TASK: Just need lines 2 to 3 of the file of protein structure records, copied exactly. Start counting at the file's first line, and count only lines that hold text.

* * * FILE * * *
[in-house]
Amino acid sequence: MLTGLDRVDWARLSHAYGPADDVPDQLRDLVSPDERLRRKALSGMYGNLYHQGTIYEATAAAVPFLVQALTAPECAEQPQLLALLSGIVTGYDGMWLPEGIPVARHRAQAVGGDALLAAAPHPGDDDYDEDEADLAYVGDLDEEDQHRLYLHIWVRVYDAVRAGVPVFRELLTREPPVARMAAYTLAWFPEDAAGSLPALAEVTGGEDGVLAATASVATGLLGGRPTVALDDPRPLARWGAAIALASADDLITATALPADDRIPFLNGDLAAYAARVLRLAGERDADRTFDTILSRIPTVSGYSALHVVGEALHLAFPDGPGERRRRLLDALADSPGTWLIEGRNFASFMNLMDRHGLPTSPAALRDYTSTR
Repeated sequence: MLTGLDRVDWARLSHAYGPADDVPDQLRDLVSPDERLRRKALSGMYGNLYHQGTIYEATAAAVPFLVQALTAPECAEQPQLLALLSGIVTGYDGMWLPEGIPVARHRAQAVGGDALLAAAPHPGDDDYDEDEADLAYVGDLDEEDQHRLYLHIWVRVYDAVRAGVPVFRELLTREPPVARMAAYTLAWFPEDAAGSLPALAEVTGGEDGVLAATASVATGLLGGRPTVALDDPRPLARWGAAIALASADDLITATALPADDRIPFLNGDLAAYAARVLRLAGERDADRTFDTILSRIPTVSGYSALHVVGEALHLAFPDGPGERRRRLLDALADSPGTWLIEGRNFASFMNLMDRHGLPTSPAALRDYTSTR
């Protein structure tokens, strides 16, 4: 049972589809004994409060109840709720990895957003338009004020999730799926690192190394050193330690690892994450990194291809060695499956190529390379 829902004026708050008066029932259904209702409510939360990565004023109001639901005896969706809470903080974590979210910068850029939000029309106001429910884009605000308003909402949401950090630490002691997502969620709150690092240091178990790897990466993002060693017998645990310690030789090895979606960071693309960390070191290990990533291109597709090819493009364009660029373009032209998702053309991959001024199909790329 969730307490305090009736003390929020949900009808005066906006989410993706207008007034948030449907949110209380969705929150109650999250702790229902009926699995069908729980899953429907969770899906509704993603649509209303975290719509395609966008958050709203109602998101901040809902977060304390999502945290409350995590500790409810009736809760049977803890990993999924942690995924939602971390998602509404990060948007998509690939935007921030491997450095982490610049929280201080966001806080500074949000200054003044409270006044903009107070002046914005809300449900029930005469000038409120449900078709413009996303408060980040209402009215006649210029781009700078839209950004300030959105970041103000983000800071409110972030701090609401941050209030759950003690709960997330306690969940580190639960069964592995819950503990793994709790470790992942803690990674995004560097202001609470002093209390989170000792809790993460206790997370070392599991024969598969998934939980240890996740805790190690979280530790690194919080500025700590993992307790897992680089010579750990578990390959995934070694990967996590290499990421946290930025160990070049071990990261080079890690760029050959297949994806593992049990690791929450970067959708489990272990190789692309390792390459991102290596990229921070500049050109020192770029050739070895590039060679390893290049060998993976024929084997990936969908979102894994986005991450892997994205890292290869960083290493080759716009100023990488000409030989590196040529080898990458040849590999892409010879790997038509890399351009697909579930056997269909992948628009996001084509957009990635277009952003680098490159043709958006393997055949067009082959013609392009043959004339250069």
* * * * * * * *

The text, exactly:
Amino acid sequence: MLTGLDRVDWARLSHAYGPADDVPDQLRDLVSPDERLRRKALSGMYGNLYHQGTIYEATAAAVPFLVQALTAPECAEQPQLLALLSGIVTGYDGMWLPEGIPVARHRAQAVGGDALLAAAPHPGDDDYDEDEADLAYVGDLDEEDQHRLYLHIWVRVYDAVRAGVPVFRELLTREPPVARMAAYTLAWFPEDAAGSLPALAEVTGGEDGVLAATASVATGLLGGRPTVALDDPRPLARWGAAIALASADDLITATALPADDRIPFLNGDLAAYAARVLRLAGERDADRTFDTILSRIPTVSGYSALHVVGEALHLAFPDGPGERRRRLLDALADSPGTWLIEGRNFASFMNLMDRHGLPTSPAALRDYTSTR
Repeated sequence: MLTGLDRVDWARLSHAYGPADDVPDQLRDLVSPDERLRRKALSGMYGNLYHQGTIYEATAAAVPFLVQALTAPECAEQPQLLALLSGIVTGYDGMWLPEGIPVARHRAQAVGGDALLAAAPHPGDDDYDEDEADLAYVGDLDEEDQHRLYLHIWVRVYDAVRAGVPVFRELLTREPPVARMAAYTLAWFPEDAAGSLPALAEVTGGEDGVLAATASVATGLLGGRPTVALDDPRPLARWGAAIALASADDLITATALPADDRIPFLNGDLAAYAARVLRLAGERDADRTFDTILSRIPTVSGYSALHVVGEALHLAFPDGPGERRRRLLDALADSPGTWLIEGRNFASFMNLMDRHGLPTSPAALRDYTSTR